When Vancouver’s Wintermitts set out on a cross-country tour of small venues last spring with an old suitcase full of merchandise, they sold the usual T-shirts, professionally packaged CDs of their latest studio album, Océans, and this time something new: crafty, silk-screened poster cards with unique codes that allowed the buyers to download MP3s of the band’s bilingual roots-rock songs. The CDs cost $10; the download cards were $5.
“We actually intentionally priced them way lower than the CDs to discourage CD sales and encourage folks to go digital,” says multi-instrumentalist Aaron Pettigrew, “as we all agreed that most people these days buy a CD and use it only once, when they rip it to their computer. That seemed wasteful, so we tried to push the digital option.”
Digital accounted for the majority of worldwide music sales for the first time in 2011, lending support to Pettigrew’s guess that the band would sell about half the 150 CDs they brought, and roughly the same number of download cards. “What actually happened was that we sold out of CDs and sold about three posters,” he said. “We actually just started giving away the posters near the end of the tour.”
While a significant portion of music buyers remain committed to the CD format, recent figures show a recording industry in transition. In the scramble to recover from piracy-related losses that gutted music industry sales by half in the 2000s, the industry is encouraged by new ways of delivering music to consumers, such as paid downloads and newer, subscription-based streaming services.
In the first six months of 2012, while overall U.S. CD sales were down nearly 12 per cent from last year, to 91 million units according to Nielsen, digital unit sales saw a jump for both albums (13.8 per cent) and single tracks (5.6 per cent). The result was a four per cent increase in overall music sales, to $853-million.
Globally, the most encouraging signs for the industry can be found in on-demand music streaming services such as Spotify, Rdio and Deezer. Verified revenue and subscriber figures are hard to come by, but an analysis of 2011 EMI Insights data by strategist Mark Mulligan says such services have a 32 per cent penetration rate in the worldwide music market.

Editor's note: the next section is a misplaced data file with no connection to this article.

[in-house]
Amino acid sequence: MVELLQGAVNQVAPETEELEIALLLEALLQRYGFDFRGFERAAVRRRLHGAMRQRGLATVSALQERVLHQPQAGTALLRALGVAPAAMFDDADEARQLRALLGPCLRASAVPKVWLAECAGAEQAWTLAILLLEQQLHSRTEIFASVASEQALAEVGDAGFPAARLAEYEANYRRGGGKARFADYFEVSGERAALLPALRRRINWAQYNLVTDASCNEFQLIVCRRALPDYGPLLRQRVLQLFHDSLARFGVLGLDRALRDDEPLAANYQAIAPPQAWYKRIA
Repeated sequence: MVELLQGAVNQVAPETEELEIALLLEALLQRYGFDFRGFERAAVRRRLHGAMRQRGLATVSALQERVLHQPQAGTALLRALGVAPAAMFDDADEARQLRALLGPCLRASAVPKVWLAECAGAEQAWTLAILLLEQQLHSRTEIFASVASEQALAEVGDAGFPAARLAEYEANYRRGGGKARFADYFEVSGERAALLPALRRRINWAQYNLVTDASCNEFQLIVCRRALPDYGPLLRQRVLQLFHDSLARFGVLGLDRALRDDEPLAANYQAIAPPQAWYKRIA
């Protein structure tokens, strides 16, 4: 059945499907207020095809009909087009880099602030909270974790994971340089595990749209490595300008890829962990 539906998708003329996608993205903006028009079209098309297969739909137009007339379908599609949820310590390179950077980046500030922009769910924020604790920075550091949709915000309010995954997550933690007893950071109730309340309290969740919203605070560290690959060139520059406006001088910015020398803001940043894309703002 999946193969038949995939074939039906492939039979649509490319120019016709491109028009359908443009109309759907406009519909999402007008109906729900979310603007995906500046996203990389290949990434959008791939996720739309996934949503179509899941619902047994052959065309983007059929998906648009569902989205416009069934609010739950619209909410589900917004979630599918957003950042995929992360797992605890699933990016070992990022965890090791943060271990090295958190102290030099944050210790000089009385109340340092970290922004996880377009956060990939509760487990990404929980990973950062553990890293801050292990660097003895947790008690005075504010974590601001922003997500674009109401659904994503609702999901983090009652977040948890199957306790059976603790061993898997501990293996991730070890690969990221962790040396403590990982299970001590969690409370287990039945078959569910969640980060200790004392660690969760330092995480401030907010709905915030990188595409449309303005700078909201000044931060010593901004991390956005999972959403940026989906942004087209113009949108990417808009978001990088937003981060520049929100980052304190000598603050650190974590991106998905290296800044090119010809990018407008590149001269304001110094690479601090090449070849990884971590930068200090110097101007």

Another estimate, from global recording industry body IFPI, said 8.2-million people were subscribing to these services in 2010, a number that had grown to more than 13-million by the end of 2011. Spotify alone says it has four-million paying subscribers worldwide.
Perhaps the most illuminating case study comes from Sweden, where streaming made up 89 per cent of all digital music sales in the first half of 2012. In practical terms this means made-in-Sweden Spotify is cannibalizing download sales (which are down 14 per cent) as much as CD/vinyl/cassette sales (only down 2.2 per cent), but it should be noted that the recovery of the Swedish industry is unusually strong overall. While conditions may be too unique in the wealthy, digitally connected Scandinavian country to draw broad conclusions, they suggest that the subscription format is growing.
Spotify has yet to enter the Canadian marketplace, but Mulligan’s analysis says streaming service penetration in Canada is already at 26 per cent on the strength of Rdio, rara.com, Slacker Radio and others. The appeal for consumers, says Marisol Segal, Rdio’s executive director of marketing and content, centres on music discovery and having instant access to a vast library of songs.
“That’s digital music’s challenge: There is all this music, more music than ever,” Segal says. “How do you help someone figure out how to find the music that they like?”
As Martin Mills of the U.K. label Beggars Group told the Telegraph last week, the “friction-less” experience that streaming services offer – which often includes online sharing tools and personal, public playlists – makes it easy to try new songs or dig into an artist’s back catalogue. Yet Mulligan found that only 11 per cent of consumers in Canada said they discover new music thanks to streaming services, well below the percentages in the U.S. and Europe.
According to Mulligan, streaming customers can become download customers too: 23 per cent of them in Western Europe and North America say they pay for more music downloads.
Despite the encouraging trends, music subscription services still represent only a small slice of the revenue pie. The CD may be in decline, but it’s still the single most popular music format.
“I’ve stuck with CDs,” says Toronto researcher Simone Newstadt, who says she’s most comfortable playing CDs on her stereo. She adds that nostalgia plays a role: “I like my kids to be able to see the words, and see the artwork, which is something that you can’t really get when you’re downloading or streaming music.”
But Segal says Rdio is working on that too, which means it may not be long before streaming services overcome any resistance CD buyers have to converting.Report Typo/Error